Good morning, California. ‘Tis the season.
“Our government continues to ignore the seriousness and causes of the climate crisis. It is pure evil.”—Patagonia founder Yvon Chouinard, who has announced the outdoor gear company will donate $10 million it saved in federal tax cuts to nonprofit environmentalist groups.
'Tis also the fourth quarter
Financial buildings in Downtown Los Angeles
High-end money managers opened a public campaign Wednesday against a potential 17 percent tax on them in California, moving to pre-empt an overwhelming Democratic legislative majority.
- At issue: The potential return of an unsuccessful bill to raise taxes on venture capitalists, hedge funds and private equity firms, with the proceeds earmarked for schools. Introduced by Democratic Assemblyman Mike Gipson and backed by labor and teachers unions, the legislation died in the Assembly earlier this year.
But after the Nov. 6 election, Democrats hold 60 of 80 seats in the Assembly and 29 of 40 seats in the Senate, more than sufficient to approve new taxes, and labor and teachers unions have powerful lobbies. Hence, a group called the “Coalition to Preserve California Business” has funded a study by USC business school professor Charles Swenson to study Gipson’s earlier bill.
- The findings: The proposed tax would be so high that funds would relocate to low-tax states. Such an exodus could mean the loss of as many as 253,000 direct and indirect financial services industry jobs and $2 billion in state and local taxes, the study warns.
Swenson, in a phone press conference: “The tax is so high that it would be financially infeasible to stay in California.”
The Coalition to Preserve California Business includes Apollo Global Management, Ares Management, Genstar Capital, National Venture Capital Association, Oaktree Capital and many others. The group hired a lobbyist in May and spent $107,000 to kill this year’s iteration.
- Its new goal: To ensure that the legislation is not resurrected.
Gipson: “My door is open, and I encourage these hedge funds and investment professionals to work with me and be collaborative in working towards a solution.”
Child poverty amid California’s plenty
Telfair Elementary School has one of the highest rates of homelessness at LAUSD.
The yawning disparity between the Golden State’s haves and have-nots is increasingly front-of-mind as Gov.-elect Gavin Newsom prepares to take office.
In Southern California this week, Los Angeles Times columnist Steve Lopez and photographer Francine Orr published the results of a three-month report on poverty in the L.A. Unified School District, a remarkable series that truly is worth your time, starting here, and continuing here, here and here.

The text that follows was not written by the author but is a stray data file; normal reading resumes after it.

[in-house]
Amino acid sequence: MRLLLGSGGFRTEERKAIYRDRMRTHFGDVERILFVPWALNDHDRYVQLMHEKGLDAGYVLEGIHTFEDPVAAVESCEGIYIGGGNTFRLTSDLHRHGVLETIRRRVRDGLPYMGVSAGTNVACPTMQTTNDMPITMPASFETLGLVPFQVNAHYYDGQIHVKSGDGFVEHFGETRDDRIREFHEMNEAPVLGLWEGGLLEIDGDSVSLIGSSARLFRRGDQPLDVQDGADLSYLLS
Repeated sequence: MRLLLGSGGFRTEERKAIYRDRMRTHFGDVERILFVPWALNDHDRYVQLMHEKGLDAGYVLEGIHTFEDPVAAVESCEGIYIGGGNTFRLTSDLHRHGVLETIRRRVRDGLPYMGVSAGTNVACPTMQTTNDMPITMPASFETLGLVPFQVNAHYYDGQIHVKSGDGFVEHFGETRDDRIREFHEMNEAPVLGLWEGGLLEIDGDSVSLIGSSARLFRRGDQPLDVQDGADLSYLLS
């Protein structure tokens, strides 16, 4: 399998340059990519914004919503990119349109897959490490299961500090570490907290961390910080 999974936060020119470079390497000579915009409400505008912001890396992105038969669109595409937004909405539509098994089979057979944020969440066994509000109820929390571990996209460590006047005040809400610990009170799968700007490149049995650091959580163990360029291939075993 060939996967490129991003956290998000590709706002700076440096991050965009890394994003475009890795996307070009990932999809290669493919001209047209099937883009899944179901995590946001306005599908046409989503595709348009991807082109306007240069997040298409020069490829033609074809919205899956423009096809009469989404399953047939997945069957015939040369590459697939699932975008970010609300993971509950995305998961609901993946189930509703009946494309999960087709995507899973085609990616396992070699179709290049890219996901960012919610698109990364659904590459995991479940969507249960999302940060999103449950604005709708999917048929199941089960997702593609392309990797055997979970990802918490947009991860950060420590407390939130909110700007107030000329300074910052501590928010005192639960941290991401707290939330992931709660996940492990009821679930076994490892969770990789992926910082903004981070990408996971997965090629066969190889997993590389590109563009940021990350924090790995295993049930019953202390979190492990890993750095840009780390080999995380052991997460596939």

- L.A. Unified School District Superintendent Austin Beutner responded Wednesday with a letter calling for help from Mayor Eric Garcetti, L.A. City Council President Herb Wesson and the L.A. County Board of Supervisors.
Beutner: “How can we expect our children to excel in the classroom when they are worrying about where they will sleep at night, or where they will get their next meal?”
Beutner’s letter, signed by school board member Kelly Gonez and the principal of Telfair Elementary School, a focus of Lopez and Orr’s work, went on: “While we provide counselors, school supplies and clothing, and other supports at school, these students and their families need housing, counseling, healthcare, job and career training and much more.”
- The letter lists 10 schools that have significant numbers of homeless students. At least 15,000 students are homeless, and 400,000 of the 600,000 in the district are living in poverty.
Meanwhile in Newsom’s Northern California backyard, The San Francisco Chronicle’s Tara Duggan this month presented readers with a months-long investigation into food insecurity into the affluent Bay Area, a problem made exponentially worse as high housing costs strain middle-class paychecks.
- More than one in four San Franciscans has limited or uncertain access to food, Duggan found, as do nearly 900,000 people in the Bay Area overall, from immigrant laborers to retired schoolteachers.
- And a “cruel irony” has arisen from well-meaning policies that have flooded food banks with working poor people.
Chronicle: While their income doesn’t keep up with the cost of living in the expensive region, the relatively high local minimum wage can make them ineligible for . . . food stamps. And even when they do qualify, the benefit only covers a fraction of the cost of each meal.”
The year of opting out
Rather than choose candidates they might have seen as the lesser of two bad Democrats, many Republican voters simply decided not to vote in certain contests in the Nov. 6 election, CALmatters’ Ben Christopher concludes in the third of his reports on voting data.